Interview: Tomm Hulett, ex-Silent Hill developer at Konami

Not much more than a week ago, Konami announced the cancellation of their Kojima-Del Toro-Reedus spearheaded project, “Silent Hills”. The game was announced with one of the most successful demos […]

Not much more than a week ago, Konami announced the cancellation of their Kojima-Del Toro-Reedus spearheaded project, “Silent Hills”. The game was announced with one of the most successful demos released, “P.T”. However, upon rumors of Kojima’s withdrawal from Konami and the removal of P.T from the Playstation Network, it seemed more and more likely that the project was not coming along. Then Del Toro confirmed it wasn’t happening a day before Konami finally dropped the other shoe on us.

One of our correspondents reached out to Tomm Hulett, whose work on the Silent Hill franchise goes from Silent Hill: Origins to Book of Memories. Hulett’s work has shaped the modern perception of Silent Hill for better or worse. We decided to interview him about the franchise’s future as a fan and about his time as one of its main creative voices.

Liz: Could you talk a little bit about the “Homecoming” trilogy? I know the basics, but I was curious about the details of what that trilogy was meant to be, and why you (thankfully) put a stop to it.

TH – This one’s taken on a life of its own. The trilogy angle was never something that was greenlit by Konami and in progress. It was a conversation the original Producer of Homecoming had with me about where he hoped to take the series with the current writers, etc. They saw Homecoming as the start of a “Western Trilogy” in a matter of speaking, along with all the weirdness I mentioned in past interviews (super saiyan battle over Toluca Lake, old characters return to SH, etc). I spent some time obnoxiously pointing out all the flaws in this plan. Fortunately things went in a much different direction long before Homecoming was released.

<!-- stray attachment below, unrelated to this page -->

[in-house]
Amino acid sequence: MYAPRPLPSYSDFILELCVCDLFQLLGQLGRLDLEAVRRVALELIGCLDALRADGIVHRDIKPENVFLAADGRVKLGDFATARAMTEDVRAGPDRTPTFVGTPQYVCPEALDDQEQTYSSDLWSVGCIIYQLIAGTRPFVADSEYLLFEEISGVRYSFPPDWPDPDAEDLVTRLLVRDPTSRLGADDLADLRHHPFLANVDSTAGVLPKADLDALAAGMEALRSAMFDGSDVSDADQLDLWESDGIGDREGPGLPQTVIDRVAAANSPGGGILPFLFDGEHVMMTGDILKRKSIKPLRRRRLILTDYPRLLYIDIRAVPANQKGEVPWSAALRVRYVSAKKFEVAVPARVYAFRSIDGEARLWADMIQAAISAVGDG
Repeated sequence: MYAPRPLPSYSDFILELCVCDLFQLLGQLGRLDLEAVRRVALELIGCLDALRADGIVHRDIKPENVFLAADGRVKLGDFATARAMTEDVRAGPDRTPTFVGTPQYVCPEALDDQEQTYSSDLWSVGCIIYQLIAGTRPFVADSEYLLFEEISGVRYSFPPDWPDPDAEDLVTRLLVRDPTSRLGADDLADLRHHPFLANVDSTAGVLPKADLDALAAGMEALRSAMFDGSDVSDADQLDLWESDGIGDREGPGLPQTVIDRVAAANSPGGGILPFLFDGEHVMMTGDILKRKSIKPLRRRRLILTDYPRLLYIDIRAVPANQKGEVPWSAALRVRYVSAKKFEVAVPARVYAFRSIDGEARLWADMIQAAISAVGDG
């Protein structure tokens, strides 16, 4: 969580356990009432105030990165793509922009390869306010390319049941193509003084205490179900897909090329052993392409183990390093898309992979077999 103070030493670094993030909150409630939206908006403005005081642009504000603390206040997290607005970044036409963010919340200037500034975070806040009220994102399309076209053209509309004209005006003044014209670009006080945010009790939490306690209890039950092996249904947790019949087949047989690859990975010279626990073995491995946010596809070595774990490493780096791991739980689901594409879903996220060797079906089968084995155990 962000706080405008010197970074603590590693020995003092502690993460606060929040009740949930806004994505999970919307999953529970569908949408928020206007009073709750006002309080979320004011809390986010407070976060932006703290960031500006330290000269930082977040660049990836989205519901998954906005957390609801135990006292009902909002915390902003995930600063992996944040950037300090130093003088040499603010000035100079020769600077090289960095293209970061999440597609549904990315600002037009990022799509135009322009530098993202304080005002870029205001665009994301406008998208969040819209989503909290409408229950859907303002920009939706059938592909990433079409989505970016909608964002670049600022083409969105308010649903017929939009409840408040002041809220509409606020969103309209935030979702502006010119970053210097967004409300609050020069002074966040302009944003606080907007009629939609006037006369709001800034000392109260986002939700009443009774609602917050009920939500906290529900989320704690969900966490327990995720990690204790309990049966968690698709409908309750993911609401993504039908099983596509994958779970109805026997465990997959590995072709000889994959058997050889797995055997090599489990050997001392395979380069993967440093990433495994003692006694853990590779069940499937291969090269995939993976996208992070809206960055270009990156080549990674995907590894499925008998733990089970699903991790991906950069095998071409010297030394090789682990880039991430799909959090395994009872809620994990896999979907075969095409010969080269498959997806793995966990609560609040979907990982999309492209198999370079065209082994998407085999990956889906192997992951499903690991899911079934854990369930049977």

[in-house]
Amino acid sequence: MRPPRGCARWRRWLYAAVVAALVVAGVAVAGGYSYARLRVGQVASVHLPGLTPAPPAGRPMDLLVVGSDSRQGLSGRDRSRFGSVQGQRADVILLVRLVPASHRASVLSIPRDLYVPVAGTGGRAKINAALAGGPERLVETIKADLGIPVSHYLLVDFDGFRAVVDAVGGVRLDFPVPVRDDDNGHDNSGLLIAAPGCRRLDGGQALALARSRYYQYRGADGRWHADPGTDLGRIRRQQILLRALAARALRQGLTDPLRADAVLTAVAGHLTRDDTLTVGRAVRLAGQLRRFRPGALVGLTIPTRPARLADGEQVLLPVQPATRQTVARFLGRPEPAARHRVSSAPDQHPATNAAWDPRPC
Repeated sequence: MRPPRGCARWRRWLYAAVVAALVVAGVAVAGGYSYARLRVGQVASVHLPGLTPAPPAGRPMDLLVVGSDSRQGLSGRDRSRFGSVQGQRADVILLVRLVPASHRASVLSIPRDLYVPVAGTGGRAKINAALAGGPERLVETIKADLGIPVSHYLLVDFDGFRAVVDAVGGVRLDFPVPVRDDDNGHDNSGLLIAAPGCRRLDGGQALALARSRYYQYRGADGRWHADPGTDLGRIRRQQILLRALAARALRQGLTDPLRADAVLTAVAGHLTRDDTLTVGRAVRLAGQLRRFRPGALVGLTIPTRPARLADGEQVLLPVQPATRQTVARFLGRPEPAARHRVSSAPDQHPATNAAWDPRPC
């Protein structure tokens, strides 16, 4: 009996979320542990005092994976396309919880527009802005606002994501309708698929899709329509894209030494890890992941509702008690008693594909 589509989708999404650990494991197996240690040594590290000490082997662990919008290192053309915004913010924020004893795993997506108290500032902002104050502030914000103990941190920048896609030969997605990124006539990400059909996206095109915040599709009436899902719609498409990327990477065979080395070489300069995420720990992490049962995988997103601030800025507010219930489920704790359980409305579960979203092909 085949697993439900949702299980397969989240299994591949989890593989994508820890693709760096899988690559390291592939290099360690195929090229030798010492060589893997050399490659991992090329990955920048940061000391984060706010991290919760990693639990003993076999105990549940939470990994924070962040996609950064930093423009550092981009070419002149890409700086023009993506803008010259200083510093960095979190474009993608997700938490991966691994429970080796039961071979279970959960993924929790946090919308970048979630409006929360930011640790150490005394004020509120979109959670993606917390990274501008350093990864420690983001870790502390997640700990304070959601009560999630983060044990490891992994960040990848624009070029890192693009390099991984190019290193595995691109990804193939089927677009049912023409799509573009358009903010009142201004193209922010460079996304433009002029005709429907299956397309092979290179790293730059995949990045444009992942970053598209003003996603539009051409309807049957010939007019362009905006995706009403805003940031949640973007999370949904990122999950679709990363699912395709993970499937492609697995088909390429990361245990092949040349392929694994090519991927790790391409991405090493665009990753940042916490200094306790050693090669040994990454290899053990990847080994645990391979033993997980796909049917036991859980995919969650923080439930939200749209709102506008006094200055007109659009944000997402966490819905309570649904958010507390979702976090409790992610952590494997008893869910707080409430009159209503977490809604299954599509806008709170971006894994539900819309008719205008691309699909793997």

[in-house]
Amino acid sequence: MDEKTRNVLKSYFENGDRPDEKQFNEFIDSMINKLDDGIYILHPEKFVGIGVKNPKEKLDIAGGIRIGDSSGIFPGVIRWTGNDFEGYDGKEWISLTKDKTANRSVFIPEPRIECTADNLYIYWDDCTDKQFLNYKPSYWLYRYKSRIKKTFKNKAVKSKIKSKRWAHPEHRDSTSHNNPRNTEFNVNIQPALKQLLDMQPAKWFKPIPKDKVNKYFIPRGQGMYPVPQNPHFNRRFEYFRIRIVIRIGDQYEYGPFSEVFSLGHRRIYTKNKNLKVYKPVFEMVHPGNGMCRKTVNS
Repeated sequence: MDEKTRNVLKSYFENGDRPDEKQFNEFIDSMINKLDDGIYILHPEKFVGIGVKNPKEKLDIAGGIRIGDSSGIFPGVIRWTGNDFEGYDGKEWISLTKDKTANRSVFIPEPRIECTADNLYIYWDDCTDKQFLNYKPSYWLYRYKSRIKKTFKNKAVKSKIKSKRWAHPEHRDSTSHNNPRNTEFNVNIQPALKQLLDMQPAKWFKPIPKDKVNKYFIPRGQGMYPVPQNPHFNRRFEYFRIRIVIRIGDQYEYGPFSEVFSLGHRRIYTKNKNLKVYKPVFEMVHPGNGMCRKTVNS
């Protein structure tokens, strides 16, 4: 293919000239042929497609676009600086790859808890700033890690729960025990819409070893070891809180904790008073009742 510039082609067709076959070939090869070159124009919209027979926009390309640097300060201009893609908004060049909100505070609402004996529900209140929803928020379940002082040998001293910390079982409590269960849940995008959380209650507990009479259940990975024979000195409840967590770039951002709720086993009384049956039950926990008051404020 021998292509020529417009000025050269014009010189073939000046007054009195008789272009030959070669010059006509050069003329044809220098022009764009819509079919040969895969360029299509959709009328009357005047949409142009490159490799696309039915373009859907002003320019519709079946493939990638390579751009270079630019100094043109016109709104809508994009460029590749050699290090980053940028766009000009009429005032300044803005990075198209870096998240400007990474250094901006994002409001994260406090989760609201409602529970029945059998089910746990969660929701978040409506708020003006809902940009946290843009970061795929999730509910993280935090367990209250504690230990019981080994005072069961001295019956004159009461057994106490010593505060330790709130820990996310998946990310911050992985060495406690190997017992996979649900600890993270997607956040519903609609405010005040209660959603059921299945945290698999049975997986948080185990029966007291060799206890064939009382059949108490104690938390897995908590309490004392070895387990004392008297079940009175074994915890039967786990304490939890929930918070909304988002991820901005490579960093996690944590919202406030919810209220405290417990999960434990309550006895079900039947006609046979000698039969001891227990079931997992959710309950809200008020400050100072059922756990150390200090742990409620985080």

Liz: I know you were very active talking to fans (I used to frequent Silent Hill fansites like Silent Hill Heaven) and were very involved in the Silent Hill community as a whole, which I thought was refreshing for the producer of a AAA series. How did the fans influence your work with the series, if at all?

TH – The fans didn’t influence the series to the effect of, say, I saw a post saying “I wish the next Silent Hill had ____” and then I put that in. However, I was always well aware of what fans wanted, expected, and demanded of a new Silent Hill game. But when making a product it’s important to defy expectations sometimes (or the product will simply mirror the older versions), so I tried to use that knowledge to the best of my ability. When people brought up ideas that would simply enrage the fanbase though, I always tried to point that out to educate folks internally.

Liz: You really brought a love and passion to the series that was obvious in many of the interactions you had with us fans–what are some of the most poignant or meaningful themes or moments in your Silent Hill work for you?